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Comments:41 | Votes:135

posted by martyb on Wednesday May 04, @10:49AM   Printer-friendly
from the sudo-make-me-a-[Lord]-sandwich dept.

Reports by AFP via The Guardian , the New York Daily News , The Inquisitr , AAP via News Corp Australia and the Daily Mail say that researchers have found a wreck which they believe is the Lord Sandwich.

Travelling aboard the ship, better known by its original name HMS Endeavour , James Cook became the first European to visit Australia and Hawaii. Later it was sold and renamed. It was believed to have been scuttled along with several other ships in Newport Harbour during the American Revolution in connection with the Battle of Rhode Island. Now researchers with the Rhode Island Marine Archaeology Project say they have somehow determined with "80 to 100 per cent" certainty which of the wrecks is the Lord Sandwich.

Further details are to be released on 4 May.

A 2006 ABC story has earlier information.


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posted by cmn32480 on Wednesday May 04, @09:16AM   Printer-friendly
from the my-body-isn't-cooperating dept.

From The New York Times:

Kevin Hall, a scientist at a federal research center who admits to a weakness for reality TV, had the idea to follow the "Biggest Loser" contestants for six years after that victorious night. The project was the first to measure what happened to people over as long as six years after they had lost large amounts of weight with intensive dieting and exercise.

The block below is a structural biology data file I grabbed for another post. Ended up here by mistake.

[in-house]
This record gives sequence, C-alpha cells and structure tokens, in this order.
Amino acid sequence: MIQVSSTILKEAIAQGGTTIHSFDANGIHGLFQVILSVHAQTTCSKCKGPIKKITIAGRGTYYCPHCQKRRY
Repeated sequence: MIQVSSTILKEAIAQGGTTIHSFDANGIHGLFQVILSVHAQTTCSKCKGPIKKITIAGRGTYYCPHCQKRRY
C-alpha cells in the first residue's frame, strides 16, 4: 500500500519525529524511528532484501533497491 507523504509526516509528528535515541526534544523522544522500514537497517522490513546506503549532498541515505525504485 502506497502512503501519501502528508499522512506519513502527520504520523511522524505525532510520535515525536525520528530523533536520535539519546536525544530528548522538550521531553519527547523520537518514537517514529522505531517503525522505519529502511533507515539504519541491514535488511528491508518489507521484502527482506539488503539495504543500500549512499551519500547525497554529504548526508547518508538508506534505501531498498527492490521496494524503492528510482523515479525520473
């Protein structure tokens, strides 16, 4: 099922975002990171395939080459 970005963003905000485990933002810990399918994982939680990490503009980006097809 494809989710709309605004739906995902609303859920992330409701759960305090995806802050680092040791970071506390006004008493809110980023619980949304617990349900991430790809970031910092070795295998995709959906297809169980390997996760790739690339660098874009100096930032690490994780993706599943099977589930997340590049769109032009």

It has to do with resting metabolism, which determines how many calories a person burns when at rest. When the show began, the contestants, though hugely overweight, had normal metabolisms for their size, meaning they were burning a normal number of calories for people of their weight. When it ended, their metabolisms had slowed radically and their bodies were not burning enough calories to maintain their thinner sizes.

Researchers knew that just about anyone who deliberately loses weight — even if they start at a normal weight or even underweight — will have a slower metabolism when the diet ends. So they were not surprised to see that "The Biggest Loser" contestants had slow metabolisms when the show ended.

Persistent metabolic adaptation 6 years after "The Biggest Loser" competition (open, DOI: 10.1002/oby.21538)


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posted by cmn32480 on Wednesday May 04, @07:39AM   Printer-friendly
from the take-a-hint-already dept.

Second Brazil Whatsapp Block Overturned

http://mobile.reuters.com/article/idUSKCN0XU1YY

A judicial order blocking WhatsApp in Brazil has been overturned by a different judge. The WhatsApp block marks the second time in five months that the messaging app has been blocked in Brazil.

On Monday, a judge in the northeastern state of Sergipe had ordered Brazil's five main wireless operators to block access to WhatsApp for 72 hours. The reason for the order was not made public due to legal secrecy in an ongoing case before the state court.

However, a different judge from the state tribunal intervened to cancel Monday's ruling following an appeal from WhatsApp's lawyers, the court said in a statement.

WhatsApp Ban Lifted in Brazil

A judge ordered Brazil's telecom providers in the country to block WhatsApp (again) in a dispute over access to chat records related to a drug investigation, but WhatsApp has argued that it cannot access the chats in an unencrypted form and therefore cannot provide the required records to the court.